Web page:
And I want to clarify this a little bit, because I did make the comparison to Game of Thrones earlier, which obviously has the Night King leading the White Walkers much as the Gravemind leads the Flood. The difference, I think, with someone like the Night King (at least in the show) is that he more serves as a symbol of the Walkers. He’s a figurehead, a sort of short-hand for the threat as a whole, rather than a person in the normal relational sense. The Night King never sends messengers to make a deal with Cersei, right. He doesn’t behave in any way that makes you think of him as having personhood or a sense of individuality. He is a visualisation of a primal force, of something too subhuman to understand diplomacy or strategy. The Gravemind, on the other hand, is much more analogous to a general or a political leader. He has a sense of personhood in that he cuts deals to his own advantage. He is specifically not an emblem of an unstoppable tidal wave of amoral, uncaring natural disaster. He’s a kid on the playground being like ‘hey let’s gang up and punch Benny.’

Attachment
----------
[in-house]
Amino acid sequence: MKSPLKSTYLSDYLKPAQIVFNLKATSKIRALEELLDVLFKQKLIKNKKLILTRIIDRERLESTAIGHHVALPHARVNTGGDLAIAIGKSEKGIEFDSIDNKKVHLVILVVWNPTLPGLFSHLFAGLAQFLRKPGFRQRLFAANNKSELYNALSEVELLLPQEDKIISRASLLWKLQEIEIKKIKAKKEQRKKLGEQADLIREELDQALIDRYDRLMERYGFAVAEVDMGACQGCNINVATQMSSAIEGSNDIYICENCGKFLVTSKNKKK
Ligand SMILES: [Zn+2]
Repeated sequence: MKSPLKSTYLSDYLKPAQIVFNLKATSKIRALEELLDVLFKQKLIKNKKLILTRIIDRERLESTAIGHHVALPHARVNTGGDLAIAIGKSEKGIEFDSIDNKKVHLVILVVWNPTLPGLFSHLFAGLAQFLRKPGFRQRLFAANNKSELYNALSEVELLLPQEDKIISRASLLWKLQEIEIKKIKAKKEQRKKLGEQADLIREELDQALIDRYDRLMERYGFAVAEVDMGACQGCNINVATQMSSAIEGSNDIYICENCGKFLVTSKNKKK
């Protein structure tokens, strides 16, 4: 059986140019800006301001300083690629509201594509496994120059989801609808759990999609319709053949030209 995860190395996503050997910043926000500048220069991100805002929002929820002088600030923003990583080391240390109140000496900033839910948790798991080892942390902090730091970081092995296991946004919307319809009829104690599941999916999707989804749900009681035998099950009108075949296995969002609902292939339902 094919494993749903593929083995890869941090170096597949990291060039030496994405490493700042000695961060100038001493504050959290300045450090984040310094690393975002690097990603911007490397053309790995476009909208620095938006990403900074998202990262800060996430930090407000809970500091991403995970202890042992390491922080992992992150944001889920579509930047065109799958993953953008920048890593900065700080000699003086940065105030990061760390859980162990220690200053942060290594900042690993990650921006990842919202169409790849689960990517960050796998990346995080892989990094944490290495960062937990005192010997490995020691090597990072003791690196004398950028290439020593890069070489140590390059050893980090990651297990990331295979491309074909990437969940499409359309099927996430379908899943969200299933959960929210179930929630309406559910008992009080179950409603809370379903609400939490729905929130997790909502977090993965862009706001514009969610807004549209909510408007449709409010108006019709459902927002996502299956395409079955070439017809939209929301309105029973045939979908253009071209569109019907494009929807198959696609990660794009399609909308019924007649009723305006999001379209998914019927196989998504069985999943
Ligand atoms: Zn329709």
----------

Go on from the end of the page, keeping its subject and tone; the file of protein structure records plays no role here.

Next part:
Is that such a problem? Well, it depends on what you like. Personally, I really liked the original Halo, and I’m not enamoured by this development in the depiction of the Flood. It makes things too familiar. It mutates this terrifying, incomprehensible destructive force into a creature that’s open to negotiation. At the same time, this type of development is just what happens when you move from a one-off story into an expanded and increasingly complex fictional universe. As the original text becomes more and more revered, extra significance is tacked on to each of its elements. Characters swell to take on an almost mystical significance, often becoming more powerful or special in the fictional universe in proportion to their importance to the fanbase. The Flood can’t just be the Flood – they have to have a mysterious mystical figurehead who rattles off faux-philosophical nonsense about how powerful and important they are. This is a pretty common problem across all sorts of franchises – I won’t point at any specific examples, but I’m sure you can come up with your own. We’re going to talk about this process at length over the next little while, actually – it’s the shift in tone that we see between the original Halo, which is essentially a self-contained classic hero’s journey (a la Joseph Campbell), and something like Halo 4 or Reach, which are both games focused on building out the minutiae of the Halo universe. Halo 3 is a game perched on the border between those two moments. It’s the culmination of the original trilogy, and the beginning of the extended universe, the moment just before the deluge of novels and comic books and all the rest of it. It’s such a perfect example of a franchise in transition – and the Gravemind is the character who shows that transition most clearly. Gravemind shows us where we’re going, and what we’ve left behind. How you feel about that is really up to you.